The Supreme Court yesterday commenced its hearing of a seven-year legal battle concerning the status in England and Wales of bankruptcy orders made abroad.
The law as it stands is that a bankruptcy order made abroad in the US, for example, is not enforceable in the UK unless there is a separate action brought in a UK court.
The Supreme Court is hearing the conjoined cases of Rubin v Eurofinance and New Cap Re.
The Rubin case concerns a US bankruptcy ruling which sought recovery of preferential payments made to English debtor companies for a US business. In New Cap Re, the court is being asked whether an insolvency ruling made in Australia is enforceable in England.
The cases hold legal significance because the judgment could have far-reaching implications in major liquidations such as the collapse of Lehman Brothers. If the Supreme Court decides to uphold the decision in Rubin then future insolvency orders made in one jurisdiction could well have international ramifications under a principle known as 'universalism'.
Universalism is the term which international insolvency practitioners have coined to describe a situation in which all creditors regardless of their country of origin are paid from the single pool of assets.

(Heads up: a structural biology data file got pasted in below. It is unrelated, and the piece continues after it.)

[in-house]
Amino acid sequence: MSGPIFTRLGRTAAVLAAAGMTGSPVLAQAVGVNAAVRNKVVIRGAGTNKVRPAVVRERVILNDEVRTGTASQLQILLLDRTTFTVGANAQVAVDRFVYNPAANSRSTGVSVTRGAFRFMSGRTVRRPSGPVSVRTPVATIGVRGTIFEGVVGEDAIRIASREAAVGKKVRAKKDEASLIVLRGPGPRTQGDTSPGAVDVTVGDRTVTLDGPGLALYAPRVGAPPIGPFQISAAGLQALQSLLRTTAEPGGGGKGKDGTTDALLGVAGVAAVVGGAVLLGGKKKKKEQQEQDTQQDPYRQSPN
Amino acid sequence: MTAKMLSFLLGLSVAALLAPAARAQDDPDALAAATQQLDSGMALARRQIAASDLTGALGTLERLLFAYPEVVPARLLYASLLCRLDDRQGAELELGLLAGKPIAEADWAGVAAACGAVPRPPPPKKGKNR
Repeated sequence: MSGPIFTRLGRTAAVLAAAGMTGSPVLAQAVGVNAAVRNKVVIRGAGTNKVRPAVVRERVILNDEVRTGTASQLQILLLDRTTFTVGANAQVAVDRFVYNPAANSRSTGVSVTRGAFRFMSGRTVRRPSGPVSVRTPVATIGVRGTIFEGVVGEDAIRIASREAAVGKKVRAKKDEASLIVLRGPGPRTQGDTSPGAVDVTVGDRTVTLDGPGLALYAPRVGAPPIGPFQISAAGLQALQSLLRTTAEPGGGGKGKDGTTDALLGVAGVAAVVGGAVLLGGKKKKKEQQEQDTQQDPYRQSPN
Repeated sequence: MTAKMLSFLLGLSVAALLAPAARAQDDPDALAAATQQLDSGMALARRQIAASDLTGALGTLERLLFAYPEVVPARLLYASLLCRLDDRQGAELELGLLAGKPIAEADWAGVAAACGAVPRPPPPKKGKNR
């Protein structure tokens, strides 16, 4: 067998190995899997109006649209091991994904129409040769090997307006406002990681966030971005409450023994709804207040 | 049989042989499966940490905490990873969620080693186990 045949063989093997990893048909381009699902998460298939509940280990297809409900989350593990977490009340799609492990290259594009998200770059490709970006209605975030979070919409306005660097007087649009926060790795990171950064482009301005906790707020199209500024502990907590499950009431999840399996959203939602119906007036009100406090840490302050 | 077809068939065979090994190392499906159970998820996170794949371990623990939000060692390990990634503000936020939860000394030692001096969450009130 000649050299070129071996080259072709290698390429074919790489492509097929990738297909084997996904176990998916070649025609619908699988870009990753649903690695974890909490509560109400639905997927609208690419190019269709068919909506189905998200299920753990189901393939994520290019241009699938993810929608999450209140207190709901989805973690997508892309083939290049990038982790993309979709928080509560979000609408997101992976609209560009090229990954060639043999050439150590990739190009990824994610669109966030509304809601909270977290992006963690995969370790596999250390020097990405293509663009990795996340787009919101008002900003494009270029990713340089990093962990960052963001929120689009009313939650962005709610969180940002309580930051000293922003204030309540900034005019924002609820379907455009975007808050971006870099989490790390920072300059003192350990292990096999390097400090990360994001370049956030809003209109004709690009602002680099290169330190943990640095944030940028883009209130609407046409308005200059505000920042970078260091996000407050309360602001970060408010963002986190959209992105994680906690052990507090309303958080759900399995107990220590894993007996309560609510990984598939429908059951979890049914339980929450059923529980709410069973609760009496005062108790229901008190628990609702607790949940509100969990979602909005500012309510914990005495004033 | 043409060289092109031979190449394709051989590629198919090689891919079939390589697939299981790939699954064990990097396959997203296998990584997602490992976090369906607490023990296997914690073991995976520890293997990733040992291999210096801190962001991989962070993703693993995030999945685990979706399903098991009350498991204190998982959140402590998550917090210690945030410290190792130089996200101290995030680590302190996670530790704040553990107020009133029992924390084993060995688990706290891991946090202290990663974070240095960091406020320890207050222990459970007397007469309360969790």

There is already a global move towards cross-border insolvency, which provided the main theme for the EC Regulation on Insolvency (2000) and the UNCITRAL Model Law on the same subject. The feeling is that if the appeal is upheld, the Supreme Court will be following in a long line of jurisprudence pointing towards greater harmonisation of global insolvency laws.
John Verrill is an insolvency and financial restructuring partner at law firm Chadbourne & Parke.
"International insolvency practitioners have long held the conviction that there should in practice be one pool of assets in which all creditors share equally, regardless of country or continent of residence," he told the Financial Times.
"It is vitally important in cases (such as Lehman and Madoff) that courts and practitioners as far as possible put aside their jurisdictional differences and work together in recovering as much as possible for victims of such financial catastrophes," he added.
The case is being heard this week, but judgment is expected to be reserved until later this year.
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